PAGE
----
The security challenges faced by Europe have multiplied in the last few years, and with the election of Donald Trump as U.S. President, the confidence of American support in times of need has diminished. European nations should rise to this challenge together by creating a Security Union to fight on a EU-scale against terrorism, organised crime and cyber-crime. In the long term, this could lead to a “European FBI”. In a more immediate time frame, agreements between neighbouring countries can help control borders without damaging the Schengen agreement on free travel. 

The European military needs to be strengthened as well as unified. Military spending has been falling in recent years. It should increase to the long-established target of 2% of GDP. Better strategic planning is also a necessity. There should be more regional coordination of research and a more regional approach to procurement. Multinational programmes are essential, but they should be delegated to a single agency to prevent national conflicts. A central and permanent European military command headquarters would a have practical and symbolic meaning, as would a less nationalistic approach to the organisation of defence companies. A Buy European Act for military procurement is worthy of consideration. Also, it is important to avoid one potential weakening of security. Brexit should not lead to a reduction of cooperation with the UK.

Try to come to grips with migration

Migration, both of asylum-seekers and for economic reasons is a great challenge for Europe, which is caught between the political reality of growing anti-migration feelings across Member States and the Union’s foundational liberal values. Institut Montaigne recommends a new European centre for the study of migration and a reworking of the international law definition of refugees. It also calls for a stronger and more unified European border police and more European political solidarity in the response to asylum-seekers. A new European asylum agency might be helpful. Over the long term, the EU needs to integrate migration issues more fully into its foreign policy. One goal should be to reduce the desire for permanent settlement in Europe. That can be helped by offering stronger institutional support for post-conflict reconstruction and by experimenting with permits for extended but temporary stays in the EU.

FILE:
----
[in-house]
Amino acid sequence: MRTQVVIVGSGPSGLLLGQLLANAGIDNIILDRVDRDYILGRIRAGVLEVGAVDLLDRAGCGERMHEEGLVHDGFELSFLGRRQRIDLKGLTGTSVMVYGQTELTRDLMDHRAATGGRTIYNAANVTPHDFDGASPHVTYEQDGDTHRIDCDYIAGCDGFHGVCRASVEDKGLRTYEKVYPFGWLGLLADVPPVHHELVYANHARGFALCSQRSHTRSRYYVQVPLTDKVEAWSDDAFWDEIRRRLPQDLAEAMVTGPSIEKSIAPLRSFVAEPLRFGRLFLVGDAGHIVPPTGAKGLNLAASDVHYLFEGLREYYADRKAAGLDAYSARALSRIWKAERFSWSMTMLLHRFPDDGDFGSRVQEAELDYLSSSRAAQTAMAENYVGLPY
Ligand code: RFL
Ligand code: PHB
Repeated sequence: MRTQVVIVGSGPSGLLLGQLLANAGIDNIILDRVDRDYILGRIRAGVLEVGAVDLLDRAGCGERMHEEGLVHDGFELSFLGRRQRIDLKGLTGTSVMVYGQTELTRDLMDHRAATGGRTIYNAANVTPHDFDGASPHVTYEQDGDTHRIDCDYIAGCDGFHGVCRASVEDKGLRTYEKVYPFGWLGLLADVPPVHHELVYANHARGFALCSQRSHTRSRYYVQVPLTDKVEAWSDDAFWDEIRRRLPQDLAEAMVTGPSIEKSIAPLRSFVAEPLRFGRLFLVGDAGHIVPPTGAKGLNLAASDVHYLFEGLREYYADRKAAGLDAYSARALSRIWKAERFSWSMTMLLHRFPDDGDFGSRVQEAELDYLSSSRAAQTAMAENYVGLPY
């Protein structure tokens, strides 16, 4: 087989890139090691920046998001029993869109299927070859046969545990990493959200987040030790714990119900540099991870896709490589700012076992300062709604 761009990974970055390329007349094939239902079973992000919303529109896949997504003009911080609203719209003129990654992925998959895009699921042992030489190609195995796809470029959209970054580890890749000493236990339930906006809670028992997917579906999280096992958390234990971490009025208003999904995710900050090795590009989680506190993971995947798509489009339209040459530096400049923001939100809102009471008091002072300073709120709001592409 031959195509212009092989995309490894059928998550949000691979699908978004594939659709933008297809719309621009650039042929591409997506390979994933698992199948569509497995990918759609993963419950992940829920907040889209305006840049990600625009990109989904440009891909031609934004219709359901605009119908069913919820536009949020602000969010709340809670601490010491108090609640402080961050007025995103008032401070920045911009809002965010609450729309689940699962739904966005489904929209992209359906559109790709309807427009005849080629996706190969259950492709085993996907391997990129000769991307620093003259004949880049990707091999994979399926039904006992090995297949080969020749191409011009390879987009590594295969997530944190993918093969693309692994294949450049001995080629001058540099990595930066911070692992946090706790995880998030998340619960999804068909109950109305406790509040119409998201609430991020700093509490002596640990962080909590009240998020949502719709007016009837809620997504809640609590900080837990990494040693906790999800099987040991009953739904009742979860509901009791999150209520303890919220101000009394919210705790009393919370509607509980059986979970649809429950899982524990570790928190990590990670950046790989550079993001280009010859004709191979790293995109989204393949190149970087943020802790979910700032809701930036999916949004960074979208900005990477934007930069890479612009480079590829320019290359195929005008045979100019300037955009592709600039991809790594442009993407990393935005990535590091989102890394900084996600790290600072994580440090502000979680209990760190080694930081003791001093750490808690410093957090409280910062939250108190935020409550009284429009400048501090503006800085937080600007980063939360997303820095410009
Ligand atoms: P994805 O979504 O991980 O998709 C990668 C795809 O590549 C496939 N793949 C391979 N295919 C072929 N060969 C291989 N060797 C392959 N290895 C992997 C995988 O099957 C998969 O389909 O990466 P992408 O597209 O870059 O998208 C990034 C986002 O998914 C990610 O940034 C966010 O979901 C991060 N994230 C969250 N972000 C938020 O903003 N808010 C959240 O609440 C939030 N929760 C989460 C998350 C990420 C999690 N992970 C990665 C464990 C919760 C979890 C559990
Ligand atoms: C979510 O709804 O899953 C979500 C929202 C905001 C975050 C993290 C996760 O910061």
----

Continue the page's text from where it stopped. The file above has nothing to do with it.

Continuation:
Make the existing EU system work better

The EU must be more unified, stronger and more flexible.It must be, and be perceived as, more democratic.Unfortunately, today’s European institutions are widely considered as dysfunctional and dangerously distant from the national democratic debates. The founding members are often the worst offenders. What is needed now is not negotiations for a new treaty with its rules and organisations – that was tried in Lisbon in 2009 with only modest effect. What is urgently required is a renewed élan, a recovery of the pragmatic idealism which built unity and prosperity after the devastation of the Second World War. 

The effort has to be more bottom-up than top-down, more flexible and less rigid. The desire to put national traditions before the common good has to be resisted and the recourse to power blocs has to be reduced. The European responsibility is to agree on clear and realistic agendas. Member States should now focus on finding the most appropriate ways to reach the goals they have fixed for the Union. One simple reform, already in the treaties, is to reduce the number of Commissioners and to reinforce national parliaments’ implication in European affairs. That would provide a constant reminder that Europe can only be strong when its countries trust each other and work together.

<p><strong>The Europe We Need</strong></p>
Executive Summary
(20 pages)